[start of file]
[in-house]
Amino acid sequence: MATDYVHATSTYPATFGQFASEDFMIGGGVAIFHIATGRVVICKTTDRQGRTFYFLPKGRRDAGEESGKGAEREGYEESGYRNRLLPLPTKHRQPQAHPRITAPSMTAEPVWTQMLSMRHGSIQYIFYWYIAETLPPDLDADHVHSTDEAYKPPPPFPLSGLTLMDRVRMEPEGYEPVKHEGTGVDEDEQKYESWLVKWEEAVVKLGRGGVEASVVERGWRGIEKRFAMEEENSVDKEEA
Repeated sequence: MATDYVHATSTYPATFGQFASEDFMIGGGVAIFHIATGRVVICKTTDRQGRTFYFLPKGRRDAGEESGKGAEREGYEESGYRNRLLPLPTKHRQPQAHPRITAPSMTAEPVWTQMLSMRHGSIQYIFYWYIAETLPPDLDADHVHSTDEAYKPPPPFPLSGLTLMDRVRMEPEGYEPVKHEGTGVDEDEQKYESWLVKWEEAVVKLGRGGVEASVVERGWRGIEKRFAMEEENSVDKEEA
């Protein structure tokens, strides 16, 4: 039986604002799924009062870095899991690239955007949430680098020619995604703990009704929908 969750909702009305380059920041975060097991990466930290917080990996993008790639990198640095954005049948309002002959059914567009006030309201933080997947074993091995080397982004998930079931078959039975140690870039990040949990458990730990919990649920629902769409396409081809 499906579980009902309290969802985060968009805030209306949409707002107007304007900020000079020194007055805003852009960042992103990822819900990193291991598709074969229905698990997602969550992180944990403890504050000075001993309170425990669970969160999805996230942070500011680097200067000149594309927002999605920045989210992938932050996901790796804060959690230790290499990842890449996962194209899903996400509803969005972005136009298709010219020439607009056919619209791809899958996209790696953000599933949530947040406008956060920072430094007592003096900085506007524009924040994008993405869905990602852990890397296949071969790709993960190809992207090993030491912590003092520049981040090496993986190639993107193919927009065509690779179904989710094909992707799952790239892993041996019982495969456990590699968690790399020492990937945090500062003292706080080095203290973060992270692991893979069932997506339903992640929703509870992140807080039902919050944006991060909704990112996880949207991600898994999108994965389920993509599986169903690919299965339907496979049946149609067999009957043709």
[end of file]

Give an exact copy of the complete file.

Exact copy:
[in-house]
Amino acid sequence: MATDYVHATSTYPATFGQFASEDFMIGGGVAIFHIATGRVVICKTTDRQGRTFYFLPKGRRDAGEESGKGAEREGYEESGYRNRLLPLPTKHRQPQAHPRITAPSMTAEPVWTQMLSMRHGSIQYIFYWYIAETLPPDLDADHVHSTDEAYKPPPPFPLSGLTLMDRVRMEPEGYEPVKHEGTGVDEDEQKYESWLVKWEEAVVKLGRGGVEASVVERGWRGIEKRFAMEEENSVDKEEA
Repeated sequence: MATDYVHATSTYPATFGQFASEDFMIGGGVAIFHIATGRVVICKTTDRQGRTFYFLPKGRRDAGEESGKGAEREGYEESGYRNRLLPLPTKHRQPQAHPRITAPSMTAEPVWTQMLSMRHGSIQYIFYWYIAETLPPDLDADHVHSTDEAYKPPPPFPLSGLTLMDRVRMEPEGYEPVKHEGTGVDEDEQKYESWLVKWEEAVVKLGRGGVEASVVERGWRGIEKRFAMEEENSVDKEEA
């Protein structure tokens, strides 16, 4: 039986604002799924009062870095899991690239955007949430680098020619995604703990009704929908 969750909702009305380059920041975060097991990466930290917080990996993008790639990198640095954005049948309002002959059914567009006030309201933080997947074993091995080397982004998930079931078959039975140690870039990040949990458990730990919990649920629902769409396409081809 499906579980009902309290969802985060968009805030209306949409707002107007304007900020000079020194007055805003852009960042992103990822819900990193291991598709074969229905698990997602969550992180944990403890504050000075001993309170425990669970969160999805996230942070500011680097200067000149594309927002999605920045989210992938932050996901790796804060959690230790290499990842890449996962194209899903996400509803969005972005136009298709010219020439607009056919619209791809899958996209790696953000599933949530947040406008956060920072430094007592003096900085506007524009924040994008993405869905990602852990890397296949071969790709993960190809992207090993030491912590003092520049981040090496993986190639993107193919927009065509690779179904989710094909992707799952790239892993041996019982495969456990590699968690790399020492990937945090500062003292706080080095203290973060992270692991893979069932997506339903992640929703509870992140807080039902919050944006991060909704990112996880949207991600898994999108994965389920993509599986169903690919299965339907496979049946149609067999009957043709």